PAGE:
I joined Weight Watchers about four months ago, and lost a total of 13 pounds before¬ deciding my points journal made an awesome coaster for my afternoon pop. Those were 13 long hard pounds, and it was pissing in the¬ ocean when you consider that I have 100+ pounds to shed. I think this is one of the reasons it’s so hard for big people like me to lose weight — the mountain is so high, so unclimbable. It’s like cutting the grass on a football field¬ with a nail clippers.
The feeling I get before I binge is what I can only imagine is the same ravenous, consuming¬ desperation that a junkie feels before shooting up. It’s like the whole world melts away, and the only thing¬ I see in my crosshairs is food. Snickers. Ding Dongs. French fries. Before I can finish my timesheet, before I can¬ concept that print ad, I must¬ soothe the beast. It won’t¬ loosen its¬ unrepentant grip until it has been fed.
And so I eat. And eat. And eat some more, until the food expands, stretches and strains my gut.¬ I feel guilty, powerless, low. Yet I am calm. I’ll be damned if I don’t¬ feel¬ at peace.¬ I am fulfilled and complete. I lie in¬ the wake,¬ a bit dazed by the frenzy that has come to pass.¬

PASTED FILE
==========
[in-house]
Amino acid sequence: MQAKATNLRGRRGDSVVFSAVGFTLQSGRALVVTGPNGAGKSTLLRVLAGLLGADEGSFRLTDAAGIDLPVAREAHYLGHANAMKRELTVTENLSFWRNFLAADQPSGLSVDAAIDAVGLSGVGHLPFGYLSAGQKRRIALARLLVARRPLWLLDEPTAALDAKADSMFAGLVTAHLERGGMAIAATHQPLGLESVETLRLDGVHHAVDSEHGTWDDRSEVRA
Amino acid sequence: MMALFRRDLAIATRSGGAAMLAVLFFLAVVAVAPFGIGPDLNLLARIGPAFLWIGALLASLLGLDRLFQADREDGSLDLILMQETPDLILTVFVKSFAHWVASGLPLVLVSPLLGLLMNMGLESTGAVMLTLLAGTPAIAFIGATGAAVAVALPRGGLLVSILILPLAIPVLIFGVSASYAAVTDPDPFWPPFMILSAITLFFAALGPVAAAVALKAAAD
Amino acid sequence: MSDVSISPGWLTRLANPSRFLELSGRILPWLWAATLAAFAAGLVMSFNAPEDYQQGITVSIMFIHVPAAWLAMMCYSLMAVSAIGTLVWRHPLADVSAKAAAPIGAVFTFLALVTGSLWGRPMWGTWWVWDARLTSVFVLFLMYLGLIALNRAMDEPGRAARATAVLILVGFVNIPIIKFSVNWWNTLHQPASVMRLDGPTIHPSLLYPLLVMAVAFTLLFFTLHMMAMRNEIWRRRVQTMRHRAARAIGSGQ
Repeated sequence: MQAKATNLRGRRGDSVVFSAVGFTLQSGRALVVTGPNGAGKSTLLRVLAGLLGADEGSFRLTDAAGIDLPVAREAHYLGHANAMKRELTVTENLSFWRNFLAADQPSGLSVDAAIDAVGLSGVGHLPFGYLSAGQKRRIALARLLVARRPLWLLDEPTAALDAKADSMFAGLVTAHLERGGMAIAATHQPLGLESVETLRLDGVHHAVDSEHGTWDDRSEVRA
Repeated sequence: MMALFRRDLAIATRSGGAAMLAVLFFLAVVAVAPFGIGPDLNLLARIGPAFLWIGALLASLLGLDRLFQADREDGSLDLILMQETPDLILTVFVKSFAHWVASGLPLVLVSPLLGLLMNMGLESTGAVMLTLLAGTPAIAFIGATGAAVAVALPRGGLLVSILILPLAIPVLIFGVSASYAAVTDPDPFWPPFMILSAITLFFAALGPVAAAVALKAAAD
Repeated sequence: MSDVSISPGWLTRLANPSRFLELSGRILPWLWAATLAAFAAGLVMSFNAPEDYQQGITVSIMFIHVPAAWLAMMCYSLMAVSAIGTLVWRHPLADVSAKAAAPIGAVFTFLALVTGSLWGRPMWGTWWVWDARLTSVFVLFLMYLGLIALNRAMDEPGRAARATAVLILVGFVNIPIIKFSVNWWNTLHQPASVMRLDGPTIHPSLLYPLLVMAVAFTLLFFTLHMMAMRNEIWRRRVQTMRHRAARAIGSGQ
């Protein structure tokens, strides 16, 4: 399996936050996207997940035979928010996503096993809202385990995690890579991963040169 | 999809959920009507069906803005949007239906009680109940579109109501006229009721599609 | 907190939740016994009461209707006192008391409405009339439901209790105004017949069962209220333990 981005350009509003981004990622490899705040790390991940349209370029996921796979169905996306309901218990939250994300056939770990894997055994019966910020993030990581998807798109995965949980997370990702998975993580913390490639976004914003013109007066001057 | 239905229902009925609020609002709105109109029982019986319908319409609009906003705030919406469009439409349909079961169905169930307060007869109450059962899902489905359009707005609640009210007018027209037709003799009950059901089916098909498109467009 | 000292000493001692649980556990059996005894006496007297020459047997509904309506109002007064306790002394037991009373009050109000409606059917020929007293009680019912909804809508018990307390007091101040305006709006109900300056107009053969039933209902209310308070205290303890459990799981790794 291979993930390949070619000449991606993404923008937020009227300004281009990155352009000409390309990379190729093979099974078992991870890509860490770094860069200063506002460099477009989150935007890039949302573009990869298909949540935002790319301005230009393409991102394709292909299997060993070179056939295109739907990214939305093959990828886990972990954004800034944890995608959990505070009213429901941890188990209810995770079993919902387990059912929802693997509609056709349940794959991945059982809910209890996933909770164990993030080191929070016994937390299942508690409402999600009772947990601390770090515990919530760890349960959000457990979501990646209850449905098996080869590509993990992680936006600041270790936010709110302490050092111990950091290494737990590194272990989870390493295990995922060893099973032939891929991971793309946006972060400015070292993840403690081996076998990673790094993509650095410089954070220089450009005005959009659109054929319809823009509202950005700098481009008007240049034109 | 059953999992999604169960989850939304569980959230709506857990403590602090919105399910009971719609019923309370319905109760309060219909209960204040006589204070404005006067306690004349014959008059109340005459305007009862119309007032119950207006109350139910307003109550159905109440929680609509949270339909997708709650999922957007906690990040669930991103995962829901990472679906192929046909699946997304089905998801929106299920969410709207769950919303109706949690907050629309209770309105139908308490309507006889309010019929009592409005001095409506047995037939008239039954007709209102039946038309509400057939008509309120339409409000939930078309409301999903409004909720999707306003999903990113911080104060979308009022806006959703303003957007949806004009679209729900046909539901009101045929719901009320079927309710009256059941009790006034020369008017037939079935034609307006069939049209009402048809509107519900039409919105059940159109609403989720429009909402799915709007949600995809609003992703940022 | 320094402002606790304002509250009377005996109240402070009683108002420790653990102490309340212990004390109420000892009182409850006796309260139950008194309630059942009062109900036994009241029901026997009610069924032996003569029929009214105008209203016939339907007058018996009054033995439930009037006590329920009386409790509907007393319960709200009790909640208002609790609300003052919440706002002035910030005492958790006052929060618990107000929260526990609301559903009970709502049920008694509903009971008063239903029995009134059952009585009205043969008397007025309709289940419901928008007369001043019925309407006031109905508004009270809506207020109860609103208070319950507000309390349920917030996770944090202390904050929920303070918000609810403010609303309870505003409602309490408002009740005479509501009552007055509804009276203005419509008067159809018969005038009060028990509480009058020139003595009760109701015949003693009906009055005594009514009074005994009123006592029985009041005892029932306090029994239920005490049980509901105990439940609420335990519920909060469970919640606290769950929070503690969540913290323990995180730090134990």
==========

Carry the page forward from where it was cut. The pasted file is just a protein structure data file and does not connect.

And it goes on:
This is the torment that washes over my brain once, sometimes twice, a day. But¬ I must function,¬ I must put up the front. I must¬ bury¬ these thoughts in a hastily dug trench, along with¬ my awkwardness and my shame. For when you are fat, or obese as they say, you must be smarter, funnier and more pulled together than¬ everyone else in the room. You cannot risk appearing slovenly or gluttonous, because that is what they expect of you.¬
If I starch a crisp line into my khakis and maintain a perfect french manicure, will¬ you not notice how my thighs billow out from the steely borders of the conference room chairs?¬ How could you not. I see the¬ disgust in your eyes as they sweep up and down me. And so I dance, hoping my jazz hands will divert your attention from the dark storyline unfolding behind the curtain. The show must go on.¬